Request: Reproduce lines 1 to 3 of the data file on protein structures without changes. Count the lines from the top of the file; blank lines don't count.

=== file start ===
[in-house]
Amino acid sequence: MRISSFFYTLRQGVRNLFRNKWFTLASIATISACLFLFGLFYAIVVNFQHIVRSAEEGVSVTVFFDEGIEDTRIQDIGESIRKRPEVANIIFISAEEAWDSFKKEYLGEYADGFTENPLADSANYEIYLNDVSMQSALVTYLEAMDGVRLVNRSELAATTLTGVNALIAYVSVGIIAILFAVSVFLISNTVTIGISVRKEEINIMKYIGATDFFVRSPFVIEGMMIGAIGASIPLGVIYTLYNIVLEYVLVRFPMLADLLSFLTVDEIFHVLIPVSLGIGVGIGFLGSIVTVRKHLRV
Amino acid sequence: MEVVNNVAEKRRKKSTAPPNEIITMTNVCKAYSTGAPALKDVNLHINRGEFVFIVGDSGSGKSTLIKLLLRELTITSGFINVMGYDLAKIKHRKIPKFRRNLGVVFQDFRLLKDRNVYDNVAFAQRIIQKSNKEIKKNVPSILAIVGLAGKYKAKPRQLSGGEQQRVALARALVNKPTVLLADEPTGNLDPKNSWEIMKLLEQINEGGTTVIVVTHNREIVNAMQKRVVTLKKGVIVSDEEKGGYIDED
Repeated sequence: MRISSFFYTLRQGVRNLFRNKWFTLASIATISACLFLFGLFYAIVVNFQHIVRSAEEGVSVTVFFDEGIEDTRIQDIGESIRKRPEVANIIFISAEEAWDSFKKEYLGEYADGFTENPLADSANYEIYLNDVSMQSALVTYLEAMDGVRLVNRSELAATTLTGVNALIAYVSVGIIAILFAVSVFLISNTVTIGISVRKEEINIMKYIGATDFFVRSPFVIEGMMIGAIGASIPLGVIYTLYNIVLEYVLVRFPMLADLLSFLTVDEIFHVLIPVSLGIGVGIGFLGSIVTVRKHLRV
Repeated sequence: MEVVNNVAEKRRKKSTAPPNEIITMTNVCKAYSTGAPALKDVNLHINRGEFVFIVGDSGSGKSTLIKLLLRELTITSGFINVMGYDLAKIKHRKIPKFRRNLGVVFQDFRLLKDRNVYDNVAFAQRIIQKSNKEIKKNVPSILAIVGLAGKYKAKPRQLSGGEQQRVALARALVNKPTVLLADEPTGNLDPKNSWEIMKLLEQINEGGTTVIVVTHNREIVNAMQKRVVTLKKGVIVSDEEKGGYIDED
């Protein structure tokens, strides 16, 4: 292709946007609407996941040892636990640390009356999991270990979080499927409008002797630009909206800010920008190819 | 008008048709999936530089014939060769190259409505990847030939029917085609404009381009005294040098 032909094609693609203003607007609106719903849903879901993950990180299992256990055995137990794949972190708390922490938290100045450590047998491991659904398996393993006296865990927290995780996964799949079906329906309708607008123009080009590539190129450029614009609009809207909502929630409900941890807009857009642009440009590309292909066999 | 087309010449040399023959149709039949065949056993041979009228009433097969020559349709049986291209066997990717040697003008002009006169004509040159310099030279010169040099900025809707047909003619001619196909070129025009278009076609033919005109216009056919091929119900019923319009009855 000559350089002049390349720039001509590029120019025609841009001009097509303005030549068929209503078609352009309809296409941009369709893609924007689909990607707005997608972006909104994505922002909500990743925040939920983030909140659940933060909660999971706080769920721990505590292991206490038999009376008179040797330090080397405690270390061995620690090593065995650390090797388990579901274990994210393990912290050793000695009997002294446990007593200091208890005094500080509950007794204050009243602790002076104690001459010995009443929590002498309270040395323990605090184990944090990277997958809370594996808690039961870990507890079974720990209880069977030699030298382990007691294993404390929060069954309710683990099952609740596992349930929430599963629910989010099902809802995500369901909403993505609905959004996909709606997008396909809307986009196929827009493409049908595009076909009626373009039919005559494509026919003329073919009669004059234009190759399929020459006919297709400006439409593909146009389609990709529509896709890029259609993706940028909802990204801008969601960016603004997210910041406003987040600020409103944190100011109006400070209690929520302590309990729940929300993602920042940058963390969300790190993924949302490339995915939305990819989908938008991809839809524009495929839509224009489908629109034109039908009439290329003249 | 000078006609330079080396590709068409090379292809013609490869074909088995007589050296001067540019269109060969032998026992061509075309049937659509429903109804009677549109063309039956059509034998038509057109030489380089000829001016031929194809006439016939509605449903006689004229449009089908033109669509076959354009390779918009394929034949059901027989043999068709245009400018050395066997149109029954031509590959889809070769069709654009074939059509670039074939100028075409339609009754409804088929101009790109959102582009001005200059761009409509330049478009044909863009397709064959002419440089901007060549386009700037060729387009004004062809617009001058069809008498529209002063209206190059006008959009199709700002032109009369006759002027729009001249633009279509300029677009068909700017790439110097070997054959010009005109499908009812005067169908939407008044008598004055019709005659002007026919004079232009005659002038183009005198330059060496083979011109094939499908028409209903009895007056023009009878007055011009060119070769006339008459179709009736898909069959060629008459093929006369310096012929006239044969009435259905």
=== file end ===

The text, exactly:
[in-house]
Amino acid sequence: MRISSFFYTLRQGVRNLFRNKWFTLASIATISACLFLFGLFYAIVVNFQHIVRSAEEGVSVTVFFDEGIEDTRIQDIGESIRKRPEVANIIFISAEEAWDSFKKEYLGEYADGFTENPLADSANYEIYLNDVSMQSALVTYLEAMDGVRLVNRSELAATTLTGVNALIAYVSVGIIAILFAVSVFLISNTVTIGISVRKEEINIMKYIGATDFFVRSPFVIEGMMIGAIGASIPLGVIYTLYNIVLEYVLVRFPMLADLLSFLTVDEIFHVLIPVSLGIGVGIGFLGSIVTVRKHLRV
Amino acid sequence: MEVVNNVAEKRRKKSTAPPNEIITMTNVCKAYSTGAPALKDVNLHINRGEFVFIVGDSGSGKSTLIKLLLRELTITSGFINVMGYDLAKIKHRKIPKFRRNLGVVFQDFRLLKDRNVYDNVAFAQRIIQKSNKEIKKNVPSILAIVGLAGKYKAKPRQLSGGEQQRVALARALVNKPTVLLADEPTGNLDPKNSWEIMKLLEQINEGGTTVIVVTHNREIVNAMQKRVVTLKKGVIVSDEEKGGYIDED